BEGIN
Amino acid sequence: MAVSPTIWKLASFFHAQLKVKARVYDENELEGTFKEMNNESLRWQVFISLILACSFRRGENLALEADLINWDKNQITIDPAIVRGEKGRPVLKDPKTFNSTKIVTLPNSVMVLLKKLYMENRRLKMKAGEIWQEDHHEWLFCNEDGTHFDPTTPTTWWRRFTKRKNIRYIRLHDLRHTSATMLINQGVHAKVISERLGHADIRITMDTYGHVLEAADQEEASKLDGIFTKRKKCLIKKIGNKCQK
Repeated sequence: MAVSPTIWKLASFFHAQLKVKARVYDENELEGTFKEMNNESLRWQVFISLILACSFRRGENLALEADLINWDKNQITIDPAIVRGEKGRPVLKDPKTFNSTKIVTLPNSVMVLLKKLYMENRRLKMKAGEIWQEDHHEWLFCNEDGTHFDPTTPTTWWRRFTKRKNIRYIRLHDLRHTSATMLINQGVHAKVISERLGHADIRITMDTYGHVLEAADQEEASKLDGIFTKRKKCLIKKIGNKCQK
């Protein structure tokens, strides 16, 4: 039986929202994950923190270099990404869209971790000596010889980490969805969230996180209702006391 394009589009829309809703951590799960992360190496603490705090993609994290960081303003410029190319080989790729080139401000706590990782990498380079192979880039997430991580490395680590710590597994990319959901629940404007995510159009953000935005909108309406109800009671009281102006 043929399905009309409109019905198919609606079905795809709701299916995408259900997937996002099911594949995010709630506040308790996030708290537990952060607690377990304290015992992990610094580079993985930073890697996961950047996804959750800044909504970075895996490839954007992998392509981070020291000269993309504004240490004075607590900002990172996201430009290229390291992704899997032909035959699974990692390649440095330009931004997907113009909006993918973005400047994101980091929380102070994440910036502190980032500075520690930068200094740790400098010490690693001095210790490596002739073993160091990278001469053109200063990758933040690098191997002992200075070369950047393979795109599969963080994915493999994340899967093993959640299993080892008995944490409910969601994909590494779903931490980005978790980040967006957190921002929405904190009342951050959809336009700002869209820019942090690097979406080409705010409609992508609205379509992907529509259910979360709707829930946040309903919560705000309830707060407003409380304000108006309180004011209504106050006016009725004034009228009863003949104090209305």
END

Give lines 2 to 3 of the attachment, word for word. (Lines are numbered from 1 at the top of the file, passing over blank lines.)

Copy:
Repeated sequence: MAVSPTIWKLASFFHAQLKVKARVYDENELEGTFKEMNNESLRWQVFISLILACSFRRGENLALEADLINWDKNQITIDPAIVRGEKGRPVLKDPKTFNSTKIVTLPNSVMVLLKKLYMENRRLKMKAGEIWQEDHHEWLFCNEDGTHFDPTTPTTWWRRFTKRKNIRYIRLHDLRHTSATMLINQGVHAKVISERLGHADIRITMDTYGHVLEAADQEEASKLDGIFTKRKKCLIKKIGNKCQK
């Protein structure tokens, strides 16, 4: 039986929202994950923190270099990404869209971790000596010889980490969805969230996180209702006391 394009589009829309809703951590799960992360190496603490705090993609994290960081303003410029190319080989790729080139401000706590990782990498380079192979880039997430991580490395680590710590597994990319959901629940404007995510159009953000935005909108309406109800009671009281102006 043929399905009309409109019905198919609606079905795809709701299916995408259900997937996002099911594949995010709630506040308790996030708290537990952060607690377990304290015992992990610094580079993985930073890697996961950047996804959750800044909504970075895996490839954007992998392509981070020291000269993309504004240490004075607590900002990172996201430009290229390291992704899997032909035959699974990692390649440095330009931004997907113009909006993918973005400047994101980091929380102070994440910036502190980032500075520690930068200094740790400098010490690693001095210790490596002739073993160091990278001469053109200063990758933040690098191997002992200075070369950047393979795109599969963080994915493999994340899967093993959640299993080892008995944490409910969601994909590494779903931490980005978790980040967006957190921002929405904190009342951050959809336009700002869209820019942090690097979406080409705010409609992508609205379509992907529509259910979360709707829930946040309903919560705000309830707060407003409380304000108006309180004011209504106050006016009725004034009228009863003949104090209305």